Re: Request for w3m looking at offer from Keynote Systems

From: Henrik Frystyk Nielsen (frystyk@w3.org)
Date: Tue, Dec 01 1998


Message-Id: <3.0.5.32.19981201212729.00957100@localhost>
Date: Tue, 01 Dec 1998 21:27:29 -0500
To: "Eric Siegel" <esiegel@keynote.com>
From: Henrik Frystyk Nielsen <frystyk@w3.org>
Cc: www-wca@w3.org
Subject: Re: Request for w3m looking at offer from Keynote Systems 


Thanks Eric - I think this is an excellent way to start the discussion
about which tools are available and how we can make them play together in
order to obtain the web characterization information requested by the Web
community.

What other tools are out there and what are their status/usability for the
Web Characteriztaion Activity?

Thanks,

Henrik

>W3C / WCA members:
>
>Keynote Systems management has agreed to offer data and tools to WCA
>researchers without charge, assuming that nothing breaks and the workload
>isn't overwhelming!  We hope that this is useful, and we look forward to
>doing more work with W3C.
>
>Contact me by email or by phone if you want any of this data or access to
>the tools. Also remember to contact us with any ideas about ways to measure
>overall web performance and about ideas on placement of measurement agents.
>
>-- Eric Siegel (esiegel@keynote.com)
>
>
>=====> Example: Keynote Systems database queries for W3C:
>
>Keynote stores approximately six million web page download measurements per
>day, from more than 60 agents wordwide (approximately 2/3 in the US).  Most
>of the measured web servers are in the US; some are outside. Downloads occur
>very 15 minutes or every hour; approximately 50% of these six million
>downloads also include detailed timings of the download phases, including
>the DNS lookup phase, time to establish TCP connect, first packet received,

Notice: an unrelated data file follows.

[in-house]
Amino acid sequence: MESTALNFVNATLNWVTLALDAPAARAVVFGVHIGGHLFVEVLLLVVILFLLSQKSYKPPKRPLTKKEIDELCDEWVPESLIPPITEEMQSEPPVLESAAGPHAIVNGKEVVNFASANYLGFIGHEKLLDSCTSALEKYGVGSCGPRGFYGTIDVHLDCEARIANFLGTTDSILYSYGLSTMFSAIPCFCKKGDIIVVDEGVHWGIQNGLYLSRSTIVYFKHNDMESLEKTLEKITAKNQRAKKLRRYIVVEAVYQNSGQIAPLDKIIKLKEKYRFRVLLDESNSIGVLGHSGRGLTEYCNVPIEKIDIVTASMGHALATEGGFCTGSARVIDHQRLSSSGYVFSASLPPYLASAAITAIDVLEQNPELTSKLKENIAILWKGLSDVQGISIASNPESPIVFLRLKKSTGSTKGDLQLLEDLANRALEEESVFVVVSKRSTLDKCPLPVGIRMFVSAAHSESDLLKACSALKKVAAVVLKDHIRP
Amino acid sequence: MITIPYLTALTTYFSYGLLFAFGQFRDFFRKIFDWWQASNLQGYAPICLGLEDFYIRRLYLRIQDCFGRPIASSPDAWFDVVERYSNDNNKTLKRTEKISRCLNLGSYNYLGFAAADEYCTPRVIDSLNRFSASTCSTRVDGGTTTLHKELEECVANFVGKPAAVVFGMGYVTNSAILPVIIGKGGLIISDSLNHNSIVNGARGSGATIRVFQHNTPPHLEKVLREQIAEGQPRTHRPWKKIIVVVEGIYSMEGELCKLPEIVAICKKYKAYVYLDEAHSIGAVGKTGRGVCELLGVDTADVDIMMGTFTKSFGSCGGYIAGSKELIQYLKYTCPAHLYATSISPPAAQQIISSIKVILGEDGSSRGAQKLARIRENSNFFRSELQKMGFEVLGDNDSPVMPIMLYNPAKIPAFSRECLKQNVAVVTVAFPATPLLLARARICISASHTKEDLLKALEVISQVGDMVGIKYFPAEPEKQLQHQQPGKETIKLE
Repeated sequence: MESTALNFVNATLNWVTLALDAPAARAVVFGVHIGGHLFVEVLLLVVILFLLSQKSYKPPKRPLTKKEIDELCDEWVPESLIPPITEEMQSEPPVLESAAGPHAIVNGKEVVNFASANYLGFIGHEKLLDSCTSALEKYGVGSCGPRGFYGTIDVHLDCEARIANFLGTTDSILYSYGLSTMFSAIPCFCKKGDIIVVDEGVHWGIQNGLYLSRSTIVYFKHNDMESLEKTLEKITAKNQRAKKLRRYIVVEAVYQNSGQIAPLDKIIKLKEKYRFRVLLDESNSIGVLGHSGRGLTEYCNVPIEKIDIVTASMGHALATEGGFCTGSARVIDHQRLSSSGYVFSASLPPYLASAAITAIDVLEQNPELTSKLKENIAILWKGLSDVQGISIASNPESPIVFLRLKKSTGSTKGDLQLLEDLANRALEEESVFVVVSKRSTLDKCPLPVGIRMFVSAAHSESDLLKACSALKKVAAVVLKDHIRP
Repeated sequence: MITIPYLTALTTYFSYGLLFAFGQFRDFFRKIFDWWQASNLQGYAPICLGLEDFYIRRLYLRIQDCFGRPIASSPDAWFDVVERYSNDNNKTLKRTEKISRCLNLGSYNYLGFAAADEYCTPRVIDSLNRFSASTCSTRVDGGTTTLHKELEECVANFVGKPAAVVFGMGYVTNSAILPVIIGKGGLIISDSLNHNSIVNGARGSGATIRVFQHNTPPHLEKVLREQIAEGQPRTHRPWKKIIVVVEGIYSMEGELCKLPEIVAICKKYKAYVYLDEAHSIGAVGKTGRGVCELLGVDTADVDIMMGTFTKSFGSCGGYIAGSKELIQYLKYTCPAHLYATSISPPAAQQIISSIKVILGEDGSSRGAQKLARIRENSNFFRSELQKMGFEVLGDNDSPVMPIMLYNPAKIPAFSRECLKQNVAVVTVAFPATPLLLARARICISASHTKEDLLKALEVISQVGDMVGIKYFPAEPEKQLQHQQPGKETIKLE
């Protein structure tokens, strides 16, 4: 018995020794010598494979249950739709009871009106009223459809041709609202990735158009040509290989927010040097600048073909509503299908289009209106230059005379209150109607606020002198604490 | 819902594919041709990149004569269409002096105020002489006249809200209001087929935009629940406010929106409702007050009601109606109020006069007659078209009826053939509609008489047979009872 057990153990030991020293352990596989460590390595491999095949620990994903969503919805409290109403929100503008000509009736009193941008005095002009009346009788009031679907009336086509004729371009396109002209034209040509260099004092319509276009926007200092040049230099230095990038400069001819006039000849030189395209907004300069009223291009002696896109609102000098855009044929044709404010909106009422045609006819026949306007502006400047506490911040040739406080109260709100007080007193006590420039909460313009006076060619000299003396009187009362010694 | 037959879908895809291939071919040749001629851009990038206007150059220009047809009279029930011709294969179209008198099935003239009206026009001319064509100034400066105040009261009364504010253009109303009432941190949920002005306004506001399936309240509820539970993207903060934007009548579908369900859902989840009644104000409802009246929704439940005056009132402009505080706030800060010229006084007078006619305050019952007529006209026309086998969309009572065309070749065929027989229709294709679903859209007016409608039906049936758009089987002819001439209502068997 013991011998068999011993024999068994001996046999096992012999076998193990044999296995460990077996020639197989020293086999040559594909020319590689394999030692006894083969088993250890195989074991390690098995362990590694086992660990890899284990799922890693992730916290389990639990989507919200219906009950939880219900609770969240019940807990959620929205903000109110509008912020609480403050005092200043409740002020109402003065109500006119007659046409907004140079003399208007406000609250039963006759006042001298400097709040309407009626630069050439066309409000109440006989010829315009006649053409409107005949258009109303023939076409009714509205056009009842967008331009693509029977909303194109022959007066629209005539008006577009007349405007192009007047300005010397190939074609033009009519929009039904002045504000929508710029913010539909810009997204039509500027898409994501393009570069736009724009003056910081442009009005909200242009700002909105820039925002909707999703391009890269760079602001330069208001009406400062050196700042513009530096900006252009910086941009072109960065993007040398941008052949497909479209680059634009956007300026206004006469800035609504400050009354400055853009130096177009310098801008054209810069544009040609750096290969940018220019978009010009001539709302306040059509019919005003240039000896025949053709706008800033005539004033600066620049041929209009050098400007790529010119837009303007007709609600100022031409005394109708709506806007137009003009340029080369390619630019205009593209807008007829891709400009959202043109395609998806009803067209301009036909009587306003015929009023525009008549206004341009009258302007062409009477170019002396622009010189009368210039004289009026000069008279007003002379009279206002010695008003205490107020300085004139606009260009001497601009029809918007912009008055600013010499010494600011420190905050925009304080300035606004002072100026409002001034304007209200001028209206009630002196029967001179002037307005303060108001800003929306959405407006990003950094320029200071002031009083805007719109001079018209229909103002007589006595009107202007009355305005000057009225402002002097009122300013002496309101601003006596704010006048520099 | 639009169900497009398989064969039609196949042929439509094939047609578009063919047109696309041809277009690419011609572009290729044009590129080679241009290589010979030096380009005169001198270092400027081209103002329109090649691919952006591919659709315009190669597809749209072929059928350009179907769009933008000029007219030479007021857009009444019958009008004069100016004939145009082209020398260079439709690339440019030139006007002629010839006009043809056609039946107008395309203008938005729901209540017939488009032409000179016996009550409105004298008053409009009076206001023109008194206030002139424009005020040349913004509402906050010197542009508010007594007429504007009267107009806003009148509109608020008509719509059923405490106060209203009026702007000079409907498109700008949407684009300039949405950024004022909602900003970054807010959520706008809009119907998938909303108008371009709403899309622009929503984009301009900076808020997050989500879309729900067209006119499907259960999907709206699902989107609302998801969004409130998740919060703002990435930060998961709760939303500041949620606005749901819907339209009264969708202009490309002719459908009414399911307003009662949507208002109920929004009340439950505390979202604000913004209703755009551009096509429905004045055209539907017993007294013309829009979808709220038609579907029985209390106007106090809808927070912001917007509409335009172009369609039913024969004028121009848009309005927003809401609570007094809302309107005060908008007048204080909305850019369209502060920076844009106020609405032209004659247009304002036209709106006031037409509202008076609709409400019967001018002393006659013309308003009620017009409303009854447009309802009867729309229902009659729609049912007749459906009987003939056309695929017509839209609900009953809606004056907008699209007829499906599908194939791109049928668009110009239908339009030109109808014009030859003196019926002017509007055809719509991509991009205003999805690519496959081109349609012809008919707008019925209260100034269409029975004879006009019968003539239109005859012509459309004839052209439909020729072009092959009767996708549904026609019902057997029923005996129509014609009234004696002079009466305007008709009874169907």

>last byte of index page received, etc. Errors detected in downloads are also
>recorded. Six weeks of data are maintained on-line in an SQL (Oracle)
>database.
>
>The presentations can be broken out by:
>* Time Interval (e.g., between 9am and 8pm EST M-F; or for an entire week or
>month)
>* Geographic distribution of measurement agents (e.g., for the 43 US agents;
>for the 18 outside-US agents; for particular agents or sets of agents as
>listed in our web page http://www.keynote.com/kn/perspective_agents.html)
>* Other breakouts are possible.
>
>Repetitive data summaries are possible; e.g., we could email you a data
>summary every week.
>
>Sample uses of this data:
>
>*** DNS Success and Performance:  Whenever a web page download aborts with a
>DNS failure, that's recorded in the database. DNS lookup performance is also
>recorded for approximately 50% of the downloads.
>
>The obvious DNS statistics we can produce from this database are:
>* Number of failed DNS queries and total number of queries, and
>* Distribution of DNS query timings, giving mean and median, for the subset
>that has such data.
>
>*** TCP Connect Time:  We could produce the time needed for a TCP Connect
>(three-way handshake) using the same raw data as are used for the DNS
>statistics. Some caching researchers may be interested in this data.
>
>=====> Example: Traceroute assistance to W3C:
>
>We can let researchers use Traceroute, Ping, and nslookup facilities from
>Keynote's remote agents worldwide if the total number of requests per agent
>per minute is reasonable (e.g., one request or fewer per minute).  One of
>the problems is that our agents permit only one traceroute, ping, or
>nslookup to be active at a time; therefore, our customers could be blocked
>if these facilities are used intensively.
>
>The request for Traceroute, Ping, or nslookup is made from a web page, and
>the data is returned in HTML.
>
>====================
>Eric D. Siegel
>Keynote Systems, Inc., Two West Fifth Ave., San Mateo CA 94402
>esiegel@keynote.com  Phone: (650) 524-3028  Fax: (650) 524-3099
>Home email: eds9@cornell.edu  Home Phone: (650) 570-2266
>
>
>
--
Henrik Frystyk Nielsen,
World Wide Web Consortium
http://www.w3.org/People/Frystyk